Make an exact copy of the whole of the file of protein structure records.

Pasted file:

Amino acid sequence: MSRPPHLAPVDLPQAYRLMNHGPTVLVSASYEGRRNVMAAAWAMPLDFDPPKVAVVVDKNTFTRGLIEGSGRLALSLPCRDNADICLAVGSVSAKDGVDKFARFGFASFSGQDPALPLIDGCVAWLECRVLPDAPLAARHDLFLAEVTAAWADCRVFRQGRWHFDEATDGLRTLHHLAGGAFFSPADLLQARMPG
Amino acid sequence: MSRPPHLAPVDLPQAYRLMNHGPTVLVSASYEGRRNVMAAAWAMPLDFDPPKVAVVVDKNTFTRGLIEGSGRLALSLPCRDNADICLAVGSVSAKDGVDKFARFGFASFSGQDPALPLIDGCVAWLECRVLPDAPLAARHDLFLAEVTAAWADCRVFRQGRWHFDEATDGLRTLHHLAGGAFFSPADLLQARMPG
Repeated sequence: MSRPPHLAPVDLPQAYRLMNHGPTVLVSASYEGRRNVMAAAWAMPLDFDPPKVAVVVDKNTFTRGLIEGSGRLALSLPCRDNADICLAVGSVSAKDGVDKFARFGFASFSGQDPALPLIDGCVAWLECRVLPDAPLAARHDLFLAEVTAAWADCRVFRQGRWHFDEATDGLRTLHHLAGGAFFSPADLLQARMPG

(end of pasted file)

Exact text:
Amino acid sequence: MSRPPHLAPVDLPQAYRLMNHGPTVLVSASYEGRRNVMAAAWAMPLDFDPPKVAVVVDKNTFTRGLIEGSGRLALSLPCRDNADICLAVGSVSAKDGVDKFARFGFASFSGQDPALPLIDGCVAWLECRVLPDAPLAARHDLFLAEVTAAWADCRVFRQGRWHFDEATDGLRTLHHLAGGAFFSPADLLQARMPG
Amino acid sequence: MSRPPHLAPVDLPQAYRLMNHGPTVLVSASYEGRRNVMAAAWAMPLDFDPPKVAVVVDKNTFTRGLIEGSGRLALSLPCRDNADICLAVGSVSAKDGVDKFARFGFASFSGQDPALPLIDGCVAWLECRVLPDAPLAARHDLFLAEVTAAWADCRVFRQGRWHFDEATDGLRTLHHLAGGAFFSPADLLQARMPG
Repeated sequence: MSRPPHLAPVDLPQAYRLMNHGPTVLVSASYEGRRNVMAAAWAMPLDFDPPKVAVVVDKNTFTRGLIEGSGRLALSLPCRDNADICLAVGSVSAKDGVDKFARFGFASFSGQDPALPLIDGCVAWLECRVLPDAPLAARHDLFLAEVTAAWADCRVFRQGRWHFDEATDGLRTLHHLAGGAFFSPADLLQARMPG